Informed written consent was obtained from all subjects. The study was approved by the Institutional Human Subjects Review Committee.
Heart rate was measured continuously by an ECG. Blood pressure was measured each minute by an automatic sphygmomanometer (Life Stat 200, Physio-Control Corp). Oxygen saturation was monitored with a pulse oximeter (Nellcor Inc). End-tidal CO2 partial pressure was monitored with a Hewlett-Packard 47210A Capnometer. Minute ventilation was determined with an S430 ventilation measuring system (KL Engineering) that uses a precision, ultralight, unidirectional, inertia-compensated, turbine flow transducer. Breathing was via a mouthpiece with a nose clip to ensure exclusive mouth breathing. Sympathetic nerve activity to muscle was recorded as described previously.7
Protocol and Procedures
Subjects were studied in the supine position. To study the effect of chemoreflex deactivation with 100% oxygen, we used a randomized, double-blind, placebo-controlled crossover design. Placebo consisted of breathing room air. Baseline measurements before administration of 100% oxygen or room air were taken during a 10-minute period while the subject was breathing room air through a mouthpiece. One hundred percent oxygen or room air was then administered via a mouthpiece for 15 minutes. After a 30-minute recovery, the identical protocol (10 minutes of baseline followed by a double-blinded administration of either 100% oxygen or room air for 15 minutes) was repeated.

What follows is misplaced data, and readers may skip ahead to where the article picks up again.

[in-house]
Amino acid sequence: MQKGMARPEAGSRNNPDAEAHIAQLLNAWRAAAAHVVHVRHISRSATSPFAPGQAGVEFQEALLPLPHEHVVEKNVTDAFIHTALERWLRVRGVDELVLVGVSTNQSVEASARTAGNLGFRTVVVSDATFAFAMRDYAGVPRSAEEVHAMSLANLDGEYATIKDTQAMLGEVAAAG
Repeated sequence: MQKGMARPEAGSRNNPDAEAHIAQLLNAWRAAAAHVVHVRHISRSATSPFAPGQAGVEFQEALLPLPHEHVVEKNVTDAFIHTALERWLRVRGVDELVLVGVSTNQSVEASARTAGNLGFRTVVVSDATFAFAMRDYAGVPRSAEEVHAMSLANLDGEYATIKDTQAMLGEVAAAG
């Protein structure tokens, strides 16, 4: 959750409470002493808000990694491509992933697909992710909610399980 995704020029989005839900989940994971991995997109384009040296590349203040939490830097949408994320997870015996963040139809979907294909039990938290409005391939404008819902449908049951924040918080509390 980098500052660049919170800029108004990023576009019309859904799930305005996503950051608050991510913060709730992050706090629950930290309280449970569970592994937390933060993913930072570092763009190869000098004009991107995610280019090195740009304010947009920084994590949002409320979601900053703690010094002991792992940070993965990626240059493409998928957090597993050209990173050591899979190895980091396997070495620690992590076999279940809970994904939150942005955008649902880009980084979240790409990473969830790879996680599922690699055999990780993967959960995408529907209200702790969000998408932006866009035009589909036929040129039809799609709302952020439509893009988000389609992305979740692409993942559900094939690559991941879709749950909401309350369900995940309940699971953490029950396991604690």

Sympathetic bursts were identified by a careful inspection of the voltage neurogram. The amplitude of each burst was determined, and sympathetic activity was calculated as bursts per minute multiplied by mean burst amplitude and expressed as units per minute. Measurements of nerve activity at baseline before each gas administration (100% oxygen or room air) were expressed as 100%. Sympathetic activity was also expressed as bursts per minute, which allows comparison of sympathetic discharge between individuals,2 8 thus permitting a comparison of resting MSNA between sleep apnea patients and control subjects. Measurements were made by a single observer (K.N.) blinded to subject and intervention.
Demographic data and baseline characteristics during breathing of room air were compared by use of an unpaired t test. The responses to administration of 100% oxygen and room air were assessed as comparisons between measurements taken during the last 5 minutes of baseline with measurements averaged over 15 minutes of hyperoxia or room air administration. Data were analyzed by repeated-measures ANOVA with time (before versus during gas administration) as within factor and gas (100% oxygen versus room air) as between factor. The P values for differences within a session were obtained by post hoc tests (planned contrasts). The key variable was the gas-by-time interaction. Data are presented as mean±SEM. A value of P<.05 was considered significant.
Baseline characteristics of the patients with OSA and control subjects during breathing of room air are shown in Table 1⇓. Oxygen saturation, end-tidal CO2 partial pressure, MAP, and heart rate in patients with sleep apnea were not significantly different from those observed in obese subjects without sleep apnea. Baseline MSNA was markedly elevated in the patients with OSA compared with the control subjects (44±4 versus 30±3 bursts per minute; P=.01).
Ventilatory responses to 100% oxygen were not significantly different from those observed during room air in both control subjects and patients with OSA (Table 2⇓). In both control subjects and patients with OSA, heart rate decreased during 100% oxygen but did not change during room air (Table 2⇓).